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Blockboard vs plywood

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Hornbeam

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I am just starting a full kitchen refit using oak veneered board which will be fully lipped.
Normally I would use double sided veneered ply but have been offered 3 options
veneered birch which is definitely the best but 50% more than anything else
veneered malayan ply. appears Ok but some voids so concerned these may show through face veneer
veneered blockboard. Never used it before. How dimensionally stable is it . Is it ok to lip it across the end grain of the blocks
Any comments appreciated
Ian
 

MikeG.

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Blockboard is what old drawing boards were made out of, and dimensional stability was critical there. However, that went out of favour years ago, and I'd be extremely cautious of a new modern blockboard. I take it you're trying to avoid MDF?
 

Bodgers

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MikeG.":1bobxrqo said:
Blockboard is what old drawing boards were made out of, and dimensional stability was critical there. However, that went out of favour years ago, and I'd be extremely cautious of a new modern blockboard. I take it you're trying to avoid MDF?
MikeG.":1bobxrqo said:
Blockboard is what old drawing boards were made out of, and dimensional stability was critical there. However, that went out of favour years ago, and I'd be extremely cautious of a new modern blockboard. I take it you're trying to avoid MDF?
I see Craig Thibodeau, a guy who builds a lot of ultra high end stuff in California uses it quite a bit as a substrate. Hardwood faces with softwood block core.

I've used it once for an integrated sewing desk across a long stretch, primarily because it was light and very rigid. I laminated thin Oak veneer plywood to the top.

The quality was ok as well - not amazing, but it was consistent and very usable. I bought it from Hanson Plywood.

No doubt there is patchy stuff being sold, but I'd definitely consider it again for when you need long stretches and need to keep weight down.
 

Mike Jordan

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I use a lot of block board and find it largely stable. It's usually stored flat so the top sheet tends to be out of shape perhaps because of moisture differences in each face. I suggest that this is the most satisfactory type of lipping.[attachment=0]image.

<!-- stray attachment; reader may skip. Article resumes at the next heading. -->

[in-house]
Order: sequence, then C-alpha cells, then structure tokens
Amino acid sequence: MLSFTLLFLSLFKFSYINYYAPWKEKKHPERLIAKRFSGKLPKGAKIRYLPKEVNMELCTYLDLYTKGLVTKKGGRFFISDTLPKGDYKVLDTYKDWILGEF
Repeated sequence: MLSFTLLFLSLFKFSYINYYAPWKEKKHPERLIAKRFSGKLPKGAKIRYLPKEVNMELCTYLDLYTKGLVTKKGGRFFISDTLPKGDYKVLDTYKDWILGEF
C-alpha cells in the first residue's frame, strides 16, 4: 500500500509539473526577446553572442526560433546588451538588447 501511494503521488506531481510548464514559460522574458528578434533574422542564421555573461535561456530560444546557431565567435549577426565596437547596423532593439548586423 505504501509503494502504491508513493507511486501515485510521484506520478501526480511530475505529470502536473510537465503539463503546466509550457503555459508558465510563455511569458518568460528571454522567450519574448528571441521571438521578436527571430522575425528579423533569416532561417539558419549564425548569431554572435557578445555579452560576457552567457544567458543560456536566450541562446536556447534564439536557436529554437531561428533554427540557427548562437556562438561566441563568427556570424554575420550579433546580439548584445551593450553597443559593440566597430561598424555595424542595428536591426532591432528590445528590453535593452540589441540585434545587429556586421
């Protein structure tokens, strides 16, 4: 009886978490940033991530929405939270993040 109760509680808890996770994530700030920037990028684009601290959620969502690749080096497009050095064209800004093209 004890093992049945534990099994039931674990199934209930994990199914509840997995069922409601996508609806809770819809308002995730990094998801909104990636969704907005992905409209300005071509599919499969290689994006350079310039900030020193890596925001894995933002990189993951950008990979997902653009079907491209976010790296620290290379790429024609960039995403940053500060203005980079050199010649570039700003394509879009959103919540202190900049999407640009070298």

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Hornbeam

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Andy it is definitely blockboard, similar to Mike jordans picture. Available from Potters in Nantwich.
Dont want to use mdf as it is very water sensitive
My gut feeling is to go with the more expensive birch core ply as the cost doesnt seem that much after you factor in £1200 for worktops and £600 for splash backs
ian
 

Mike Jordan

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My current supplier is Brooks Bros, Nottingham.I understand that they have branches through the country.
 

Mike Jordan

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The pros and cons of block board to my mind are - -the blocks tend to telegraph through the outer veneers and give a slight wave effect to the veneered surface, the larger the size of the blocks, the greater the effect. This problem has always been apparent even in past years when the core was made of hardwood,now it's "gone green" with softwood core material the effect is probably a little more pronounced.
It's a good reason not to use a high gloss finish that exaggerates the visual effect.
As with plywood, It's possible to find sheets with glue lines that ruin TCT router cutters in short order.
On the plus side it's real wood not weetabix/ formaldehyd in a toxic mix, lighter in weight and much less likely to sag than MDF.
I use veneered MDF for panels inside small doors since I can't buy ply with veneers on both faces locally. The advent of the CNC machine to cut sheet materials seems to have made veneered MDF more popular since the lack of glue lines is easier on the cutter edges. The ultimate horror in boat furnishings must be the use of veneered MDF without edge lippings but with proudly moulded edges showing off the core material
 

ED65

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While we're on the subject of blockboard, could anyone weigh in on whether stuff with gaps between the staves is just low-end product, was this a common thing in previous years, anything?

Sorry no pics but I saw a vintage desk a long while ago, possibly from the late 70s or 80s, and the thing that made me check around the back was a pronounced washerboard effect on the top. Sure enough it was blockboard as the texture had made me suspect. But there were small gaps between the (softwood) core pieces, which I imagine made the problem a lot worse than it would have been otherwise.
 
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